Sunday, July 15, 2007

How to Help a Grieving Friend

My July book for the Non-Fiction Five Challenge was How to Help a Grieving Friend by Stephanie Grace Whitson. I started to read Word Freak for my July book but it was just too long and very interesting in parts and not in others and I just can't finish it. So I'm going to have to pick a new book for my fifth one of the challenge, if that's okay, Joy? I know it's a challenge but with all that's gone on in my life this past month I just can't muster up the energy to slog through a book I don't really care for.

Anyway, funny that I picked the book I did when I made my initial list. I am the grieving friend right now. Probably less than an hour after I wrote my last post last Sunday about my crocheting, I got "the call" that I knew was coming at some point. My sister called to say my mom wasn't doing well. My mom passed away the next day, Monday, July 9. I actually read the book Wednesday or Thursday of this past week (it's a really short book).

I really liked the book and recommend it to anyone. It will help you know what to do and what not to do when someone is grieving. Stephanie lost her best friend and both parents within a short time of each other, but most of the book is how she dealt with the grief of losing her husband of 27 years 5 years later. So my feelings aren't exactly the same as hers, losing my mom is incredibly hard of course but losing a spouse is a whole other ballgame I think.

There is one thing she said not to do that I disagree with. She said "Skip inviting our family to organized family events for awhile. They are just too hard. We don't feel like a family anymore." I would just change that to something like please invite us but please understand if we don't feel up to coming. That way the grieving person can make the decision whether or not to attend something.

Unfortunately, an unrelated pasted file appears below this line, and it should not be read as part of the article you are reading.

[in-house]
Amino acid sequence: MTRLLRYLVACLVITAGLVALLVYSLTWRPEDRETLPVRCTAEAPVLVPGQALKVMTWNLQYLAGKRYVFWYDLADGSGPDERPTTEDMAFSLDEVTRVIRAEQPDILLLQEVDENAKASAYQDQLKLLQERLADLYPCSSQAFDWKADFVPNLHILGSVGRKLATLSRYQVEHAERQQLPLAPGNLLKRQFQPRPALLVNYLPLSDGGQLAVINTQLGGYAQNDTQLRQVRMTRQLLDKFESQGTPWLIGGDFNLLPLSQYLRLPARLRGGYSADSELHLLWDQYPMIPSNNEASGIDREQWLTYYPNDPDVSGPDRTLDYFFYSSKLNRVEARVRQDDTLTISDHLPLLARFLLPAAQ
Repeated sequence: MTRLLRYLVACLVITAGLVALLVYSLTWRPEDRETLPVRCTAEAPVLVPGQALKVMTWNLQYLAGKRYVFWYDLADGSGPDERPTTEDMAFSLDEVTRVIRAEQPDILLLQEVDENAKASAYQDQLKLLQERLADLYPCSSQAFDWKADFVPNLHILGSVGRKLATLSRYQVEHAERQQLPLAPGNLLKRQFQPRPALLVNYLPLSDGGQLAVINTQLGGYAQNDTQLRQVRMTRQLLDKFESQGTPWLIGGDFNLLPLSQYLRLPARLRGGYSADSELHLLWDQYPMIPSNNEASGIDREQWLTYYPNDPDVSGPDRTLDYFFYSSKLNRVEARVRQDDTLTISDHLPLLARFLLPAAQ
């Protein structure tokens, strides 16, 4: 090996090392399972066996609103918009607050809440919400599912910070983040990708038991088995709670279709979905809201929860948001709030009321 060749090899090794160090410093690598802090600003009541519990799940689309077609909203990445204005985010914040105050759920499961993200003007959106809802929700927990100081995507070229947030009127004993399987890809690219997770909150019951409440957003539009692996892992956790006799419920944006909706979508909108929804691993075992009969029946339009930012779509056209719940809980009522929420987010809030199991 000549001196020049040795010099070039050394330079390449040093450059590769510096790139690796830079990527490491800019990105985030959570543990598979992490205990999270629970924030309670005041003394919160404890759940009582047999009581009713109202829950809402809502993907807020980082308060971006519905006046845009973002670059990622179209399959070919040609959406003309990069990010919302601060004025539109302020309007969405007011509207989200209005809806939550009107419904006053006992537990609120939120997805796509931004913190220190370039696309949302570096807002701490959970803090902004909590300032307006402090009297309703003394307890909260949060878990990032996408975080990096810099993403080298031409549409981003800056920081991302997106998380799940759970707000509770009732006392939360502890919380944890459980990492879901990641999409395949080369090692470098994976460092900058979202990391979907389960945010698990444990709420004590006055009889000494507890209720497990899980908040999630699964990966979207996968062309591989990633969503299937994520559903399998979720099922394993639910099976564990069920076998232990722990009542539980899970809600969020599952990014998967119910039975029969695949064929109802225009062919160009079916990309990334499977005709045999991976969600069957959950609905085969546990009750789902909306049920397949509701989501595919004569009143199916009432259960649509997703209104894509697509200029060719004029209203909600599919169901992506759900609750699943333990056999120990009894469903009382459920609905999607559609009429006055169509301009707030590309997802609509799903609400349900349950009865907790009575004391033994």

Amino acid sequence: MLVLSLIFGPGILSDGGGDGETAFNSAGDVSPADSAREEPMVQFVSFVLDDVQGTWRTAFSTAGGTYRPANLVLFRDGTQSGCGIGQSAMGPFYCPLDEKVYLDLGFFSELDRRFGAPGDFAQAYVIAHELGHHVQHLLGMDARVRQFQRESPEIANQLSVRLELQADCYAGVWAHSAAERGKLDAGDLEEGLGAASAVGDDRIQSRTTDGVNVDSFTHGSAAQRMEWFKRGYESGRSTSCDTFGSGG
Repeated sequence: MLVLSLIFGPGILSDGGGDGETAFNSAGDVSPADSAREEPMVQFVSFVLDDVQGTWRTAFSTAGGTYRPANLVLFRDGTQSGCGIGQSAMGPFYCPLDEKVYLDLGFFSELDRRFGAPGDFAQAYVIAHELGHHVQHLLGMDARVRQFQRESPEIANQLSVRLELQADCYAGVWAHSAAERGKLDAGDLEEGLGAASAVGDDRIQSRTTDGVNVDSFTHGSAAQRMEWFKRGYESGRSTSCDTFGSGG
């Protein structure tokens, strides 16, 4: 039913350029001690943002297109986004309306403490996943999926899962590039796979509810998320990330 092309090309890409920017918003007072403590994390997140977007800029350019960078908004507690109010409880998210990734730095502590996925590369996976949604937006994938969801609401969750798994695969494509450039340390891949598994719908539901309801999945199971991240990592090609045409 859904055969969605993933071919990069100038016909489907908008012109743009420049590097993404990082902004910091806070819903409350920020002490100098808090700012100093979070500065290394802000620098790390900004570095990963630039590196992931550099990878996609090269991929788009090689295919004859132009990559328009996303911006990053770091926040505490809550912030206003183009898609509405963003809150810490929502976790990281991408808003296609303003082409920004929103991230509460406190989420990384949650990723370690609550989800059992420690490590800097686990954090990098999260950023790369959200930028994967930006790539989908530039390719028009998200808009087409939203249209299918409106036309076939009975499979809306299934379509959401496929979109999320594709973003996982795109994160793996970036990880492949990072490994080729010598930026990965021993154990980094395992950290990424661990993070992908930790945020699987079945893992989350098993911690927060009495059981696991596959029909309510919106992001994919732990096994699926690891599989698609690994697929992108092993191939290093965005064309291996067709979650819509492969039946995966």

I learned quite a bit about what to do and not to do through my own grief this week.

-Send a card! Send a card. Send a card. It's something simple but means so much.
-If you don't know what to say, a hug and I'm so sorry is enough, it means a lot. You don't have to have any elegant words.
-Bring over a plate of cookies, a pint of ice cream, some simple meals like buns and lunch meat, anything little like that is appreciated. "Comfort food" was what we all seemed to crave.
-Offer to watch someone's young kids if they have any. I had some neighbors who came through for me big time with my 2 little ones. I can't thank them enough.
-Any little thing you can think of to bless someone is appreciated. My hairdresser not only came in early one day so I could have a fresh haircut for the funeral, but she didn't charge me for the cut and style. That was a huge blessing.

I know I have probably missed many opportunities to bless a grieving friend or family member. I feel so bad about that. You don't have to even be really close to the deceased or to the survivors, a card still means a lot. You may already know this but I guess I was pretty clueless - I always felt like unless I knew the deceased personally, I didn't need to attend the visitation and/or funeral. But I realize now that if I know one of the survivors, I should still attend for just a little while if possible, and if not, again SEND A CARD.

I hope you don't mind my putting my own thoughts out there relating to the subject of the book.

3 comments:

Joy said...

{{{Eileen}}}

I know that you expected this soon, but I don't think anything can truly prepare you for the reality. My heart goes out to you and yours during this difficult time.

Thank you so much for sharing this book and especially your added thoughts. I truly appreciate all the insight you gave.

{{{Eileen}}}

Lynne said...

I'm so sorry about your mother. I've been there. Hugs to you and your family.

Amy said...

Eileen,
I am so sorry. Praying for you and your family!